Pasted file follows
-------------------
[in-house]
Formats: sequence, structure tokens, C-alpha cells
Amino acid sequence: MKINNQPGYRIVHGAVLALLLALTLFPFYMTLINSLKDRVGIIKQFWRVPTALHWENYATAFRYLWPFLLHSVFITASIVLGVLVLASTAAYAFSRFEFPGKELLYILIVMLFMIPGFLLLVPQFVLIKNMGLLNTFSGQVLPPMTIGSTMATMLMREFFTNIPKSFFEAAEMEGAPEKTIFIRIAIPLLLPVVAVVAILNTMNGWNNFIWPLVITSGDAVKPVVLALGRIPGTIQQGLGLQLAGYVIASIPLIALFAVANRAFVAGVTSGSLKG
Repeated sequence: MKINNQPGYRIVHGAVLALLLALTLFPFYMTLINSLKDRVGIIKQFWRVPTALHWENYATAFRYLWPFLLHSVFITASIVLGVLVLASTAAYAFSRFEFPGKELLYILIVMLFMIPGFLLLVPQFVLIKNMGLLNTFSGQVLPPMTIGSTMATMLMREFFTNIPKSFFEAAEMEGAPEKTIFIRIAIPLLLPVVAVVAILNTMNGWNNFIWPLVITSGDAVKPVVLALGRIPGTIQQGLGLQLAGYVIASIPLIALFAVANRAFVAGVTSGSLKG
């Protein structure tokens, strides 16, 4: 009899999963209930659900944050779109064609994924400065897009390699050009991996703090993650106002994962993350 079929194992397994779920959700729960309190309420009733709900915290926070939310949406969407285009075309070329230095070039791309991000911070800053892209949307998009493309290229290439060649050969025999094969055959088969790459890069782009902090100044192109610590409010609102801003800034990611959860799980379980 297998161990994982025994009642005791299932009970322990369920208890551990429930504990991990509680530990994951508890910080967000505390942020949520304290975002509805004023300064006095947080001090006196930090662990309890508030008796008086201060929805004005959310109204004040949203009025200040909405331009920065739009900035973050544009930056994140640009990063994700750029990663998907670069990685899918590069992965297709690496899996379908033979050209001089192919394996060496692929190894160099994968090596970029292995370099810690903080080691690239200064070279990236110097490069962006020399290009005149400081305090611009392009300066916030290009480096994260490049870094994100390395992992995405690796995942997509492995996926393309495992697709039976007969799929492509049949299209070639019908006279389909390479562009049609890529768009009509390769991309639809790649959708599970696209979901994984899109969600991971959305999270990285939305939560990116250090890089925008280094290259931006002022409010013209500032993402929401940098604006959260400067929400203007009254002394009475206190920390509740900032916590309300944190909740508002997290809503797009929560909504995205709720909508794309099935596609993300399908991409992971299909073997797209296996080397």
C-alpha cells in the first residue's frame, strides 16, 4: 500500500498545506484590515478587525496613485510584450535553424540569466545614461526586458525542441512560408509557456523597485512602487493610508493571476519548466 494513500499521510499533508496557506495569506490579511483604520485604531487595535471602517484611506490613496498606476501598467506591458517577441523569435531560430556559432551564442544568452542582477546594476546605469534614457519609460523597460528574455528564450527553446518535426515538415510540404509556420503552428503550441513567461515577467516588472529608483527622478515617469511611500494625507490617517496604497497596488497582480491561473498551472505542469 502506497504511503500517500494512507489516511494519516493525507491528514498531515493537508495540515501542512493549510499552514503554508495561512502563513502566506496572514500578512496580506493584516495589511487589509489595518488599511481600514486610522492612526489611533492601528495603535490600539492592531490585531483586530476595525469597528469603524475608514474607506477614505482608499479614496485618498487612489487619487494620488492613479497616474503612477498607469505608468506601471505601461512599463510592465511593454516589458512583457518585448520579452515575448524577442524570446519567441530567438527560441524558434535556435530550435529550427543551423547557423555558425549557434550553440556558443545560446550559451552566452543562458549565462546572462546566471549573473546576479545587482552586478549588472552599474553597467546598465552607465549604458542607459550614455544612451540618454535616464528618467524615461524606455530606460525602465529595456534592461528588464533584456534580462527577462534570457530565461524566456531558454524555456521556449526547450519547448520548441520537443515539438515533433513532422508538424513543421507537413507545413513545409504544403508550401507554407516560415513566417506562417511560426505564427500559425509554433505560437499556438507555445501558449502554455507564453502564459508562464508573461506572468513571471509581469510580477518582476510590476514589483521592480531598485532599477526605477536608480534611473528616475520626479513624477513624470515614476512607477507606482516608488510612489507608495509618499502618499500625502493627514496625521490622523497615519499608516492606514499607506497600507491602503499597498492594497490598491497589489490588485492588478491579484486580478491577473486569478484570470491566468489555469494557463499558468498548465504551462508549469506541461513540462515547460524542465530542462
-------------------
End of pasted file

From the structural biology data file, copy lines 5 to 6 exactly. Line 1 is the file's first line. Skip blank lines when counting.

């Protein structure tokens, strides 16, 4: 009899999963209930659900944050779109064609994924400065897009390699050009991996703090993650106002994962993350 079929194992397994779920959700729960309190309420009733709900915290926070939310949406969407285009075309070329230095070039791309991000911070800053892209949307998009493309290229290439060649050969025999094969055959088969790459890069782009902090100044192109610590409010609102801003800034990611959860799980379980 297998161990994982025994009642005791299932009970322990369920208890551990429930504990991990509680530990994951508890910080967000505390942020949520304290975002509805004023300064006095947080001090006196930090662990309890508030008796008086201060929805004005959310109204004040949203009025200040909405331009920065739009900035973050544009930056994140640009990063994700750029990663998907670069990685899918590069992965297709690496899996379908033979050209001089192919394996060496692929190894160099994968090596970029292995370099810690903080080691690239200064070279990236110097490069962006020399290009005149400081305090611009392009300066916030290009480096994260490049870094994100390395992992995405690796995942997509492995996926393309495992697709039976007969799929492509049949299209070639019908006279389909390479562009049609890529768009009509390769991309639809790649959708599970696209979901994984899109969600991971959305999270990285939305939560990116250090890089925008280094290259931006002022409010013209500032993402929401940098604006959260400067929400203007009254002394009475206190920390509740900032916590309300944190909740508002997290809503797009929560909504995205709720909508794309099935596609993300399908991409992971299909073997797209296996080397």
C-alpha cells in the first residue's frame, strides 16, 4: 500500500498545506484590515478587525496613485510584450535553424540569466545614461526586458525542441512560408509557456523597485512602487493610508493571476519548466 494513500499521510499533508496557506495569506490579511483604520485604531487595535471602517484611506490613496498606476501598467506591458517577441523569435531560430556559432551564442544568452542582477546594476546605469534614457519609460523597460528574455528564450527553446518535426515538415510540404509556420503552428503550441513567461515577467516588472529608483527622478515617469511611500494625507490617517496604497497596488497582480491561473498551472505542469 502506497504511503500517500494512507489516511494519516493525507491528514498531515493537508495540515501542512493549510499552514503554508495561512502563513502566506496572514500578512496580506493584516495589511487589509489595518488599511481600514486610522492612526489611533492601528495603535490600539492592531490585531483586530476595525469597528469603524475608514474607506477614505482608499479614496485618498487612489487619487494620488492613479497616474503612477498607469505608468506601471505601461512599463510592465511593454516589458512583457518585448520579452515575448524577442524570446519567441530567438527560441524558434535556435530550435529550427543551423547557423555558425549557434550553440556558443545560446550559451552566452543562458549565462546572462546566471549573473546576479545587482552586478549588472552599474553597467546598465552607465549604458542607459550614455544612451540618454535616464528618467524615461524606455530606460525602465529595456534592461528588464533584456534580462527577462534570457530565461524566456531558454524555456521556449526547450519547448520548441520537443515539438515533433513532422508538424513543421507537413507545413513545409504544403508550401507554407516560415513566417506562417511560426505564427500559425509554433505560437499556438507555445501558449502554455507564453502564459508562464508573461506572468513571471509581469510580477518582476510590476514589483521592480531598485532599477526605477536608480534611473528616475520626479513624477513624470515614476512607477507606482516608488510612489507608495509618499502618499500625502493627514496625521490622523497615519499608516492606514499607506497600507491602503499597498492594497490598491497589489490588485492588478491579484486580478491577473486569478484570470491566468489555469494557463499558468498548465504551462508549469506541461513540462515547460524542465530542462